Mexican aide's arrest strains U.S. relations

Fox's travel planner linked to drug traffickers

fresh tensions rise

February 13, 2005|By Hugh Dellios | Hugh Dellios,CHICAGO TRIBUNE

MEXICO CITY - The discovery of an alleged drug traffickers' informant inside President Vicente Fox's office comes at an inopportune time for those trying to smooth new tensions in U.S.-Mexico relations.

The arrest 10 days ago of Nahum Acosta Lugo, the president's travel planner, came as Fox and U.S. Ambassador Tony Garza were visiting the border to showcase the two nations' friendship, and as Mexicans were glowing over the engagement of Garza and Corona beer heiress Maria Asuncion Aramburuzabala.

The hope was that the divisive issue of narco-trafficking could be pushed off the table again after a flap in recent weeks over a letter Garza wrote criticizing Mexico's handling of an increasingly bloody drug war along the border.

Both sides want to prevent the drug issue from rising to the top of the bilateral agenda, which it often dominated before Fox took office in 2000. That, they say, could undermine Fox and fuel the arguments of those in the United States pushing for more barriers to immigration rather than President Bush's proposed easing of it.

"They need to keep it off the table, and the only way to keep it off is to make sure [the anti-drug cooperation] is working so nobody is talking about it," said Ana Maria Salazar, a Mexican-American analyst and former Pentagon official who worked on the drug war.

"For a while there, they were kind of coming back to the old 1980s language, where the Americans would cross their arms and say, `Well, if it wasn't for you corrupt Mexicans ... ' and the Mexicans would cross their arms and say, `Well, if it wasn't for your drug-crazed youths. ...'"

As the attorney general's office investigates what information Acosta may have leaked to the drug traffickers, Fox tried to play down the seriousness of the allegations of a breach during a visit last week to Spain.

Although his office originally characterized the case as serious, Fox said last week that Acosta "had no confidential information." And he dismissed the idea that drug kingpins had infiltrated the presidential office as "total exaggerations" by his political opponents.

Fox also reiterated that Mexico would push ahead with "the mother of all battles" against the narco-traffickers. His government's efforts in that battle - including the arrests of several kingpins - have been praised by U.S. officials.

But the mole scandal continued as the Mexican media reported that Acosta, who has worked for Fox for three years, allegedly had ties to lieutenants of Joaquin "El Chapo" Guzman. He is the leader of the Ciudad Juarez drug cartel and allegedly is most responsible for the escalating war over drug-trafficking turf along the border.

Analysts say that they don't know why the traffickers would want information about the president's travel agenda and that there have been more sensitive infiltrations in the past. A bigger concern, they say, is how Acosta got hired without his alleged ties being known by Mexican intelligence agencies.

The case comes as Mexicans are trying to decipher the message behind Garza's letter to the Mexican foreign minister and attorney general in January, which touched a raw nerve here and unleashed a bitter response that showed just how sensitive the war on drugs continues to be in bilateral relations.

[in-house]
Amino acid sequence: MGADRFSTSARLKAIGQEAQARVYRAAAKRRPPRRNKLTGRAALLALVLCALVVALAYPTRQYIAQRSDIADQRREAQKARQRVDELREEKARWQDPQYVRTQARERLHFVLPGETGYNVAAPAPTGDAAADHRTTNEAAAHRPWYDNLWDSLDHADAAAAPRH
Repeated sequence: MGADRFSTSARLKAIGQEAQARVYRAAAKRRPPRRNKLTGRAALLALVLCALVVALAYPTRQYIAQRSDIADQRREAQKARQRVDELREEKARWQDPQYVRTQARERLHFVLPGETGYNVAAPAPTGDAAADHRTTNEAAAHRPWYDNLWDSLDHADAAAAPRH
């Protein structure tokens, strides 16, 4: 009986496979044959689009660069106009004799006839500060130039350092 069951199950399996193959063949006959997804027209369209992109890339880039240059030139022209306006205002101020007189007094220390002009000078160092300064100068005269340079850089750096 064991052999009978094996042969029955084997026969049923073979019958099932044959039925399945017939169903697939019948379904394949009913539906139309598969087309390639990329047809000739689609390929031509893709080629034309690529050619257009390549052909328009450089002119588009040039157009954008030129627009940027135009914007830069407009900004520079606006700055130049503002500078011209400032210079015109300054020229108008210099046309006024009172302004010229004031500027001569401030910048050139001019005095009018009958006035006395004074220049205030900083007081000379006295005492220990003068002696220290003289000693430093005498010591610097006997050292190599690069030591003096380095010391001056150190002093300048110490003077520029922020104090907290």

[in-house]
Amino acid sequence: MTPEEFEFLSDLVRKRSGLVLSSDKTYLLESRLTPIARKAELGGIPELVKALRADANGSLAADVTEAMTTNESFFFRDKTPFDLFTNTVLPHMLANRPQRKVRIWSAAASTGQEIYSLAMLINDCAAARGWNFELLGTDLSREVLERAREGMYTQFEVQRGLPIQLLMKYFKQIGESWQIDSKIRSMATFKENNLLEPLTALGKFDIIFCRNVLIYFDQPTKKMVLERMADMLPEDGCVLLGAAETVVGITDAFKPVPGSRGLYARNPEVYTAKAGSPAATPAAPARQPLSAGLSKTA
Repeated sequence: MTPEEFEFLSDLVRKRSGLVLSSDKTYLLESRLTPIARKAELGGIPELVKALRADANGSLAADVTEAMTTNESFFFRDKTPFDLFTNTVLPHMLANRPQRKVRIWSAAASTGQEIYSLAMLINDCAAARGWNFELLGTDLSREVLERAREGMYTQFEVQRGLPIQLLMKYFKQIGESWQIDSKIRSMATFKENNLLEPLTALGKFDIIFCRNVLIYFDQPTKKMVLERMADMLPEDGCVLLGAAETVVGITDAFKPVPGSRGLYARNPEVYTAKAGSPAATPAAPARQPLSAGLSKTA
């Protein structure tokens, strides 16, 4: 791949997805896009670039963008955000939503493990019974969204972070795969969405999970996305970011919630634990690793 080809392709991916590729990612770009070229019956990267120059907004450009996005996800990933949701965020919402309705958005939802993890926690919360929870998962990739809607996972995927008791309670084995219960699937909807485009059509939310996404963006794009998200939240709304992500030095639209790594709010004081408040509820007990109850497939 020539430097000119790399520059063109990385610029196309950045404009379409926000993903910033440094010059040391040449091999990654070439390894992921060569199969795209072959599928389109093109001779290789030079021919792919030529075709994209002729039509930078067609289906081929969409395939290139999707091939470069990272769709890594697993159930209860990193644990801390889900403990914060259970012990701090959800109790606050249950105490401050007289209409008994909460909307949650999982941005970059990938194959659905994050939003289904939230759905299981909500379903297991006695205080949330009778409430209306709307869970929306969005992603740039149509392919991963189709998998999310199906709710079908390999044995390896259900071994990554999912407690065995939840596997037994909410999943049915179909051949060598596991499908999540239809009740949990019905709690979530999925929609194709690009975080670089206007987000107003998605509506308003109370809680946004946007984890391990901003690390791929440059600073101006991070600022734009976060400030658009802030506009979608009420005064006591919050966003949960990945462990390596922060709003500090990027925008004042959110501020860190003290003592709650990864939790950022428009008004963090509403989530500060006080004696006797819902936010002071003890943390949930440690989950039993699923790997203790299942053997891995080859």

U.S. officials say the letter, which criticized the effectiveness of Mexican police, was nothing more than an effort to soften a State Department alert about the border war putting U.S. citizens at risk. But it had the opposite effect, drawing more attention to the problem and embarrassing Fox.

Garza quickly tried to make amends, praising the Fox government for its capture of the kingpins and acknowledging that those successes played a part in the escalating drug war as others tried to take over the jailed traffickers' turf.

But noting the increasing border bloodshed and the discovery that the incarcerated kingpins were controlling at least one of Mexico's maximum-security prisons, many Mexicans said they had no doubt that the letter contained a clear message of concern from Washington.

Jorge Montano, a former Mexican ambassador to the U.S., said those concerns were "legitimate" and that it would be "impossible to expect U.S. tolerance of the loss of governability in our country."

While criticizing Garza's letter for breaking the rules of diplomacy, Montano also criticized Fox and his aides for making a "gigantic scandal" with their angry reaction. Many analysts interpreted the harsh words of Interior Secretary Santiago Creel, who is running for president next year, as an age-old attempt to win votes by bashing the United States.

Rafael Fernandez de Castro, another analyst of U.S.-Mexican relations, said he did not believe conspiracy theories about the letter, such as that it foreshadowed a tougher stance against Mexico by U.S. Secretary of State Condoleezza Rice.

But he criticized what he called a "complacency" that has developed in the war on drugs - by Mexican officials who were proud of their successes and pleased at the praise from the United States, and by a U.S. government whose focus shifted to the war on terrorism.

"I hope this [letter dispute] was a call to attention," he said. "This should be a priority for both the U.S. and Mexico."

The Chicago Tribune is a Tribune Publishing newspaper.

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